Tuesday, September 30, 2008

A very public attempt 2

At Understanding Poetry

After all that, I'm stil nowhere close to understanding the lines quoted earlier. Perhaps it is not meant to be understood. Perhaps I'm taking a fork to my dosai. Perhaps it need to be savoured and experienced. Perhaps I just need to try harder. Perhaps, perhaps, perhaps...

Now, the whole point of these posts is to try and get to grips with a form of literature that I struggle with. So please do not attribute motives where no other exists.

And so we persist. Read the following lines and tell me what you see in them. Yes, I have quoted selectively but it is a good indicator (at least to me) of the rest of it. As ever, please do not google for the poet.

They have propped my head between the pillow and the sheet-cuff
Like an eye between two white lids that will not shut.
Stupid pupil, it has to take everything in.
The nurses pass and pass, they are no trouble,
They pass the way gulls pass inland in their white caps,
Doing things with their hands, one just the same as another,
So it is impossible to tell how many there are.

Over to you.

Monday, September 29, 2008

A very public attempt...

At Understanding Poetry

I know very little about poetry. But I have been trying to understand the form. Some poems I get. Most I don’t. I often resort to what the others have said about the piece before making up my own mind. So much so, I no longer know what I instinctively feel about a piece. The next few posts will attempt to strip away with the noise and simply listen to my own senses. And you’re welcome to join in.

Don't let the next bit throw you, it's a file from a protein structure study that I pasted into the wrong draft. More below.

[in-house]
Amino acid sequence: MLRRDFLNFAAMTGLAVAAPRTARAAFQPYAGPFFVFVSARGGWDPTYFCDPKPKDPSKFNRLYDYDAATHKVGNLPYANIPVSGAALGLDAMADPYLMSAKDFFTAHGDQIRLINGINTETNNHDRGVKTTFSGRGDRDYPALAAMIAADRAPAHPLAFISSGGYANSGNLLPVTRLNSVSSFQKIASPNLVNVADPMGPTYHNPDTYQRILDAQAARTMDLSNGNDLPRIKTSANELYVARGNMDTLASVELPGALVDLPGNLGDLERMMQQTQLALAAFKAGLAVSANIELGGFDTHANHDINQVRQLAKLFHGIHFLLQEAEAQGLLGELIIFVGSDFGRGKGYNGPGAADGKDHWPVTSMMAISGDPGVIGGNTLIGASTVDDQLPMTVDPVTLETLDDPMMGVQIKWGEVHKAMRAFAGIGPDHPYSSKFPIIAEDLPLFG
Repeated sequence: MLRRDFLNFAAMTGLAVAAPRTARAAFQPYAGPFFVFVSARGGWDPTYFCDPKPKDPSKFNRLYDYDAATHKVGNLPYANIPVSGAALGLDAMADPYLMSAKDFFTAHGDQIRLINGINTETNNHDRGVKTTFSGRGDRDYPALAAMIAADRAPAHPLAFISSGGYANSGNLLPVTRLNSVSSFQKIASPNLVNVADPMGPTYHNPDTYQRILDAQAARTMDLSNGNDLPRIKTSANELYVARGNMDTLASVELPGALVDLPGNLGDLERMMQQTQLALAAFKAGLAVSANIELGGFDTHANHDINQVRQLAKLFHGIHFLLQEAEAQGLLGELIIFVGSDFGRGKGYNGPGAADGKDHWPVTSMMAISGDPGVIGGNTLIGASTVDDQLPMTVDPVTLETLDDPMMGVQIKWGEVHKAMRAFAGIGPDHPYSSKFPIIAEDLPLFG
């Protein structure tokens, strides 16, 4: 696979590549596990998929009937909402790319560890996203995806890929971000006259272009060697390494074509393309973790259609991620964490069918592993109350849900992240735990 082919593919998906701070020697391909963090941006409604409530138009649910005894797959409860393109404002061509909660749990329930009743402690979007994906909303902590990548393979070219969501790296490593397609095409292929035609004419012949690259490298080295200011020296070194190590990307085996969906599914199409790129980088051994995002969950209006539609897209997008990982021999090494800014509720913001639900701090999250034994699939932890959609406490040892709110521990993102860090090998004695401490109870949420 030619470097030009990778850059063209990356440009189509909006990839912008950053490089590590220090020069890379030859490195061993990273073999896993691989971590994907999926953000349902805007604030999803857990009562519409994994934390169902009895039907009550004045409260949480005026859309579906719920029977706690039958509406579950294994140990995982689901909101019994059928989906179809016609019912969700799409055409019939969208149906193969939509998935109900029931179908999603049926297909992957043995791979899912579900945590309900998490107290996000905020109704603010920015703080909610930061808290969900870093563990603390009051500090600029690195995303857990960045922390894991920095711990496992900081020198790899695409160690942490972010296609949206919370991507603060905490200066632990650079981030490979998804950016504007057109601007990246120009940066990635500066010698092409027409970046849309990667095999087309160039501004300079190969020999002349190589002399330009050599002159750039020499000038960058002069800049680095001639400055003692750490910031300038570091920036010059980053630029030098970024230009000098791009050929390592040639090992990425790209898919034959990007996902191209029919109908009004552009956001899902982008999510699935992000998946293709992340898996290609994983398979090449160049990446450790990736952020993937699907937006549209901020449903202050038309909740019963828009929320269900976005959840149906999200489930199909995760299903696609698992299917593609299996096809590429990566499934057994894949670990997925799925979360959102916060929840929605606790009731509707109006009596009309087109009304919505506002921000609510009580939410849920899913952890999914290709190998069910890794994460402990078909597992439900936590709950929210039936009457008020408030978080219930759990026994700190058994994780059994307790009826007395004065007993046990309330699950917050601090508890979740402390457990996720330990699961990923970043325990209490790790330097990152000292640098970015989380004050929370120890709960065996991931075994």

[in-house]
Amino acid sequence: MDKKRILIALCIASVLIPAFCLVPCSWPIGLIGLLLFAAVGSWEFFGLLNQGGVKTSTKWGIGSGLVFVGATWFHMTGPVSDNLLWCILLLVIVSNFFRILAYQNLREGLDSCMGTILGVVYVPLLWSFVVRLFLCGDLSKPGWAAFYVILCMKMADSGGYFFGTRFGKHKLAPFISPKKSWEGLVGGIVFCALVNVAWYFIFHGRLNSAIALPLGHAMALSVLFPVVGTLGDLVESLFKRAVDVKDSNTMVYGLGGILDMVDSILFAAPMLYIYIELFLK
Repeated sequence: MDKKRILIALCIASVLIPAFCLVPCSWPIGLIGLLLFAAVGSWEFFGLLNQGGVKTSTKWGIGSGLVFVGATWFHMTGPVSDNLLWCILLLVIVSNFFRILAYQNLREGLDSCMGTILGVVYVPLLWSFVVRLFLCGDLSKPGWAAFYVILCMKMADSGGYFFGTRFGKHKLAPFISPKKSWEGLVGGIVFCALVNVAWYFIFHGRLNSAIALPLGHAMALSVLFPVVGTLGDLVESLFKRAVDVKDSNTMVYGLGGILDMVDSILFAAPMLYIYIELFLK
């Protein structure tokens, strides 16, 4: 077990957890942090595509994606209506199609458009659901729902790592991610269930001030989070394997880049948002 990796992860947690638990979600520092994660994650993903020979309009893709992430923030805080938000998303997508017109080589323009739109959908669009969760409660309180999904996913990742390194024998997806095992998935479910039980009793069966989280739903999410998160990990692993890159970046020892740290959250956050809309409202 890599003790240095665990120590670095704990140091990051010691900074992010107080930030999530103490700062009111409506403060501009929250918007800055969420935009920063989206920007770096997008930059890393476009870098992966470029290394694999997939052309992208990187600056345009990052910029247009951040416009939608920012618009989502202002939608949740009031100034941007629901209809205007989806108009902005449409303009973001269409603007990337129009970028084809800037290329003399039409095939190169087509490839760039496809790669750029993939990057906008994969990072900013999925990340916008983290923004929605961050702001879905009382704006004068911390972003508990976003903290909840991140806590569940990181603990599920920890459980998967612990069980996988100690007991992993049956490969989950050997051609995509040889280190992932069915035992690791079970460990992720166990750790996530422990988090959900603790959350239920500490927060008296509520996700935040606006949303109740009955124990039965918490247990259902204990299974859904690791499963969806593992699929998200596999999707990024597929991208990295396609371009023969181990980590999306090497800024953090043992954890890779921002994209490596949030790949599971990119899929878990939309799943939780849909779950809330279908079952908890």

This is what we will do. I will post a piece of poetry without revealing who wrote it. Please resist temptation to google for the poet’s name and comment what you think of it. And let’s compare notes.

Here’s the first…

And Madonna, she still has not showed

We see this empty cage now corrode

Where her cape of the stage once flowed

The fiddler, he now steps on the road

He writes ev’rything’s been returned which was owed

On the back of the fish-trucks that loads

While my conscience explodes.

What do you think? Befuddling rhyming nonsense? Or some deep, deep philosophy?

Thursday, September 18, 2008

In praise of...7

Audio Books

We discovered audio books at our local library quite by chance last year. The boy had yet to start reading on his own. And we were unable to spend hours reading to him as he wanted us to. Enter audio books. The minute we slipped the CD into the player, he was hooked. Stories of Daisy, Horrid Henry and Adventures of Thomas the Tank Engine kept him rooted to the spot. Something none of us had ever managed to do. Soon, audio books became a staple on our library borrowing list. We've picked up a few gems along the way. Don't take you elephant to the school is fantastic listen. We've played it so many times, it has even inspired us to try our hand at writing silly verse. And when in doubt over gift ideas, we buy an audio book. Always works a treat.

These days the boy can read fluently. Still he'd happily listen to Miranda Richardson tell him about the time Horrid Henry robbed a bank. She does the Henry voice way better than I ever can.

Saturday, September 13, 2008

Brilliant-er and brilliant-er

It seems churlish not to pass on the honours that others have been so kindly handed to me. Including ones which I missed the first time around. Thanks, Umm & Priya.

So here goes. A few blogposts which are think are quite extraordinary.

1. Neha's ode to paavakkai

2. Sharanya's Valentine to her city

3. Varali on Havaldar Biglu Singh

4. Dr. Acharya Somuchidononanda Pandey's valuable insights on a recent excavation

5. 30in2005 talks about walking into a room and owning it

6. Lalita's delicious little poem

7. And Dubious Moves' moving tribute to his (?!) late friend

Friday, September 12, 2008

A quick tale 213

A mild annoyance